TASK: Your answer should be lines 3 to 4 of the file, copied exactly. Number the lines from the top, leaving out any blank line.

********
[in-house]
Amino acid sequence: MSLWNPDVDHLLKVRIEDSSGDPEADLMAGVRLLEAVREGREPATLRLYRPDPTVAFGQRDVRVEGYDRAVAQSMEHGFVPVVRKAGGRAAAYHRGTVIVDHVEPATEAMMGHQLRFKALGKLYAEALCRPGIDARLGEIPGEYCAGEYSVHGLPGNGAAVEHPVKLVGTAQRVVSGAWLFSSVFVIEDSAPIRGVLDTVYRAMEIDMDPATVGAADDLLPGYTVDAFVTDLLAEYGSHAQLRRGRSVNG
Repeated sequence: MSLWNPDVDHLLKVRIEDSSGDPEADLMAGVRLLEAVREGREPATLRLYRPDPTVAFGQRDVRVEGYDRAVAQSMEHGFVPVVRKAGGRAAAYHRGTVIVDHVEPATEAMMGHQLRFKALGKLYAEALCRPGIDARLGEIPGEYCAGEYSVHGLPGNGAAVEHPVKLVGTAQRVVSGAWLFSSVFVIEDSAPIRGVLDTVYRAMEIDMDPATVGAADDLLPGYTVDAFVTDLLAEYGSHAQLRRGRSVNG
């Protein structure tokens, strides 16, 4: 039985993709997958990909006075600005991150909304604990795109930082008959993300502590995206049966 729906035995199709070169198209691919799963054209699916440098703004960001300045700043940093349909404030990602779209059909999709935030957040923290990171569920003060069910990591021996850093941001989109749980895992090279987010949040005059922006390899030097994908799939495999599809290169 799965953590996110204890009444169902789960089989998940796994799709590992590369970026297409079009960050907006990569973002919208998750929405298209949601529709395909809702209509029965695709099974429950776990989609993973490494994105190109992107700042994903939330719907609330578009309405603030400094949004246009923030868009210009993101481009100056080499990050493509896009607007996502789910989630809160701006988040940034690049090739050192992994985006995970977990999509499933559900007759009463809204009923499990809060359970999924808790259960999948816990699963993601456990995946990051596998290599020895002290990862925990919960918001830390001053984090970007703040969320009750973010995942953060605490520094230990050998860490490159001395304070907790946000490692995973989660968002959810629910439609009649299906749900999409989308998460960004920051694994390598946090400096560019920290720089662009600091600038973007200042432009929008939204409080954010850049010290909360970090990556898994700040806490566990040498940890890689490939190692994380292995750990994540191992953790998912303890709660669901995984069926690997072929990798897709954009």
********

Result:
Repeated sequence: MSLWNPDVDHLLKVRIEDSSGDPEADLMAGVRLLEAVREGREPATLRLYRPDPTVAFGQRDVRVEGYDRAVAQSMEHGFVPVVRKAGGRAAAYHRGTVIVDHVEPATEAMMGHQLRFKALGKLYAEALCRPGIDARLGEIPGEYCAGEYSVHGLPGNGAAVEHPVKLVGTAQRVVSGAWLFSSVFVIEDSAPIRGVLDTVYRAMEIDMDPATVGAADDLLPGYTVDAFVTDLLAEYGSHAQLRRGRSVNG
């Protein structure tokens, strides 16, 4: 039985993709997958990909006075600005991150909304604990795109930082008959993300502590995206049966 729906035995199709070169198209691919799963054209699916440098703004960001300045700043940093349909404030990602779209059909999709935030957040923290990171569920003060069910990591021996850093941001989109749980895992090279987010949040005059922006390899030097994908799939495999599809290169 799965953590996110204890009444169902789960089989998940796994799709590992590369970026297409079009960050907006990569973002919208998750929405298209949601529709395909809702209509029965695709099974429950776990989609993973490494994105190109992107700042994903939330719907609330578009309405603030400094949004246009923030868009210009993101481009100056080499990050493509896009607007996502789910989630809160701006988040940034690049090739050192992994985006995970977990999509499933559900007759009463809204009923499990809060359970999924808790259960999948816990699963993601456990995946990051596998290599020895002290990862925990919960918001830390001053984090970007703040969320009750973010995942953060605490520094230990050998860490490159001395304070907790946000490692995973989660968002959810629910439609009649299906749900999409989308998460960004920051694994390598946090400096560019920290720089662009600091600038973007200042432009929008939204409080954010850049010290909360970090990556898994700040806490566990040498940890890689490939190692994380292995750990994540191992953790998912303890709660669901995984069926690997072929990798897709954009």